The Metropolitan Republican Club in Manhattan burst into the headlines last October when its speaker series featured Gavin McInnes, founder of the far-right group the Proud Boys.
Its members brawled with protesters after the event, leading to injuries, arrests, and widespread outrage.
"Why were the Proud Boys invited here?" City Council Speaker Corey Johnson said at a news conference outside the Manhattan club after the fight.
It turns out, Ian Reilly, then the club's second-ranking officer, played a central role in organizing the event. There were calls for him to be fired from his job on then-Brooklyn State Sen. Marty Golden's campaign.
But far from being exiled for his role in the debacle, Reilly on Thursday was elected president of the Metropolitan Club, running largely as the more pro-Trump candidate.
"We're going to be pushing voters away," Republican Party Strategist J.C. Polanco said.
Polanco says he now wants nothing to do with the Metropolitan Club, noting that right-wing provocateur Milo Yiannopoulos, who's been widely condemned for defending pedophilia, promoted Reilly's campaign.
"Someone who has their endorsement should not be leading any Republican organization in New York City," Polanco said. "Our party needs to get away from that and be inclusive."
But in a phone interview, Reilly said, in fact, he's pushed the club to become more diverse, particularly when it comes to recruiting women.
"I'm very proud to be the first openly gay president of the Metropolitan Republican Club. I reject anything that would mark me as some sort of bigot or supremacist or anything like that," Reilly said.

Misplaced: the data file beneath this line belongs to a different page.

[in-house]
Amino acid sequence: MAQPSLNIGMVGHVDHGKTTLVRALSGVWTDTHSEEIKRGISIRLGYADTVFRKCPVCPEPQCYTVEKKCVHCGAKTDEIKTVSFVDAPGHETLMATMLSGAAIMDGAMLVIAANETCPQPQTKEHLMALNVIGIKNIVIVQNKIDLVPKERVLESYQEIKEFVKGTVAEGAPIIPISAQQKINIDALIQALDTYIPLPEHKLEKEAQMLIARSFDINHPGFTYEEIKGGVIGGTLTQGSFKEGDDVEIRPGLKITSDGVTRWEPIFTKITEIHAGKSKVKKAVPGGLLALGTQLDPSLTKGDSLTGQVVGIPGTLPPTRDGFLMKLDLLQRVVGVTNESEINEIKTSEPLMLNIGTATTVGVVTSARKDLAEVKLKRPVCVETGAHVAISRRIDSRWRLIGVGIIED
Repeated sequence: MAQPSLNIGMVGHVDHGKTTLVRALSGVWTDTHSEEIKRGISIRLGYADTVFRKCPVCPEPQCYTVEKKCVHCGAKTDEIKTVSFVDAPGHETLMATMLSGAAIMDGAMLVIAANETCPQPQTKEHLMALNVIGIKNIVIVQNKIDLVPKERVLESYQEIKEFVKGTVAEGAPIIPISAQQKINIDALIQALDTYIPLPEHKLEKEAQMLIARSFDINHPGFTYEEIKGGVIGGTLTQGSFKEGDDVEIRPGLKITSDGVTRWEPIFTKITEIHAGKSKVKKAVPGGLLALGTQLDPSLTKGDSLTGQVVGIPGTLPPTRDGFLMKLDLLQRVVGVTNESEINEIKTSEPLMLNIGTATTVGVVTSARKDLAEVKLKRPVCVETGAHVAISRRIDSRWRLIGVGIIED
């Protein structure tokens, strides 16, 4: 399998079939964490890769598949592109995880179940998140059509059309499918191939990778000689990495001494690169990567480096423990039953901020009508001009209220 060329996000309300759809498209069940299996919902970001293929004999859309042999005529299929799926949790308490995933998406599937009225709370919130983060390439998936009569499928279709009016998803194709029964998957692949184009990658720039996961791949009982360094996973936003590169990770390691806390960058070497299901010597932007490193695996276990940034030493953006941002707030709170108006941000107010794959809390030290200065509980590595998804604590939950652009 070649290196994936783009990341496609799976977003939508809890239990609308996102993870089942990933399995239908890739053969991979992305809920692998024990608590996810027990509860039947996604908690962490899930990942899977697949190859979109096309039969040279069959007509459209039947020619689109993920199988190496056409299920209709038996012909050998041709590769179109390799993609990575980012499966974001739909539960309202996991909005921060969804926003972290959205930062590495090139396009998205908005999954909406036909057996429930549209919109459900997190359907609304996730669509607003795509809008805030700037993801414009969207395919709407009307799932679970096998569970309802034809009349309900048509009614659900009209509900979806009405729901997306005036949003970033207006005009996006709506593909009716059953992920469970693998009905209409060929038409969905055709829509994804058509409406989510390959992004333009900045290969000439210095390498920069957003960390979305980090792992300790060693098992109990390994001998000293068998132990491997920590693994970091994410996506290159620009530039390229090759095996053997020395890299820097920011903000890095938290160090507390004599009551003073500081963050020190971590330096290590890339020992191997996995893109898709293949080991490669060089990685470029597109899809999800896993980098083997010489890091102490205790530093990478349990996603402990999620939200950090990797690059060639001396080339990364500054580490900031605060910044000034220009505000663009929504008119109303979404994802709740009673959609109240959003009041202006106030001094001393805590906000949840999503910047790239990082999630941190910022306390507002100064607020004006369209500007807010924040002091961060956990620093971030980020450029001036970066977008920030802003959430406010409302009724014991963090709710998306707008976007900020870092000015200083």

Reilly says he denounces prejudice, but he would not denounce McInnes or the Proud Boys.
"I can't pre-judge people who came, and say that anything of that is in their heart," Reilly said. "Mr. McInnes, in my mind, is a satirist, a comedian. I think I've seen worse on HBO. I've heard worse. This to us was about freedom of speech."
"I would never have allowed those people to enter the club," former State Assemblyman John Ravitz said.
Ravitz was the last Manhattan Republican to win an election, way back in 2000. He says the party's move to the right is only alienating voters.
"I hope they don't continue that rhetoric," Ravitz said. "Because if they do that, we will not elect Republicans in Manhattan."
What effect this will all have on Republicans' ability to field competitive candidates won't be clear until almost two years from now, during the next major election cycle, in the fall of 2020.
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